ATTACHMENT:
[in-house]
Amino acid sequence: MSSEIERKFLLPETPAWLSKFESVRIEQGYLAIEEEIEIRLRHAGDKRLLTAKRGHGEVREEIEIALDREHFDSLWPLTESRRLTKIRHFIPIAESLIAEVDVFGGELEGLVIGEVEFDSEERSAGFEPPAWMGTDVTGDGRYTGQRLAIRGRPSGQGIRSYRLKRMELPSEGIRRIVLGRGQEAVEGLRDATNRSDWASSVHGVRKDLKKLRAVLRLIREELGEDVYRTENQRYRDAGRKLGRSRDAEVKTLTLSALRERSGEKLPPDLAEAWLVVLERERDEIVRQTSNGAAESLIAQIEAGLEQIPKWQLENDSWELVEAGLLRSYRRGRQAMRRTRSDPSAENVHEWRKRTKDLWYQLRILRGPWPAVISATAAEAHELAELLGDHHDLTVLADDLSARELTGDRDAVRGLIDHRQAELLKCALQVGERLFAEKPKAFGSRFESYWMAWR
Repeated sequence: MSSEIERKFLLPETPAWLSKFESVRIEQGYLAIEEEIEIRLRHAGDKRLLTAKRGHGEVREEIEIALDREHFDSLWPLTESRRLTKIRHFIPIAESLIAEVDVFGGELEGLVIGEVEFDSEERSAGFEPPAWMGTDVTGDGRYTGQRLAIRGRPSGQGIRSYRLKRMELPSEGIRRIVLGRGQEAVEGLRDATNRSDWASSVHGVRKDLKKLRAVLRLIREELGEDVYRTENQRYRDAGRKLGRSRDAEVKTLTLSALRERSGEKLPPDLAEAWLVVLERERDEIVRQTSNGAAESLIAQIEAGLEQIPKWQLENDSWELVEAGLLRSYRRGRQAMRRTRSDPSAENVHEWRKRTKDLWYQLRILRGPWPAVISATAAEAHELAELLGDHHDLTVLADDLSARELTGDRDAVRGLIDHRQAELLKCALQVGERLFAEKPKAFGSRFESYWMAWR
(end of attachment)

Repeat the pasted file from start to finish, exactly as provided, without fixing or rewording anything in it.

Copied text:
[in-house]
Amino acid sequence: MSSEIERKFLLPETPAWLSKFESVRIEQGYLAIEEEIEIRLRHAGDKRLLTAKRGHGEVREEIEIALDREHFDSLWPLTESRRLTKIRHFIPIAESLIAEVDVFGGELEGLVIGEVEFDSEERSAGFEPPAWMGTDVTGDGRYTGQRLAIRGRPSGQGIRSYRLKRMELPSEGIRRIVLGRGQEAVEGLRDATNRSDWASSVHGVRKDLKKLRAVLRLIREELGEDVYRTENQRYRDAGRKLGRSRDAEVKTLTLSALRERSGEKLPPDLAEAWLVVLERERDEIVRQTSNGAAESLIAQIEAGLEQIPKWQLENDSWELVEAGLLRSYRRGRQAMRRTRSDPSAENVHEWRKRTKDLWYQLRILRGPWPAVISATAAEAHELAELLGDHHDLTVLADDLSARELTGDRDAVRGLIDHRQAELLKCALQVGERLFAEKPKAFGSRFESYWMAWR
Repeated sequence: MSSEIERKFLLPETPAWLSKFESVRIEQGYLAIEEEIEIRLRHAGDKRLLTAKRGHGEVREEIEIALDREHFDSLWPLTESRRLTKIRHFIPIAESLIAEVDVFGGELEGLVIGEVEFDSEERSAGFEPPAWMGTDVTGDGRYTGQRLAIRGRPSGQGIRSYRLKRMELPSEGIRRIVLGRGQEAVEGLRDATNRSDWASSVHGVRKDLKKLRAVLRLIREELGEDVYRTENQRYRDAGRKLGRSRDAEVKTLTLSALRERSGEKLPPDLAEAWLVVLERERDEIVRQTSNGAAESLIAQIEAGLEQIPKWQLENDSWELVEAGLLRSYRRGRQAMRRTRSDPSAENVHEWRKRTKDLWYQLRILRGPWPAVISATAAEAHELAELLGDHHDLTVLADDLSARELTGDRDAVRGLIDHRQAELLKCALQVGERLFAEKPKAFGSRFESYWMAWR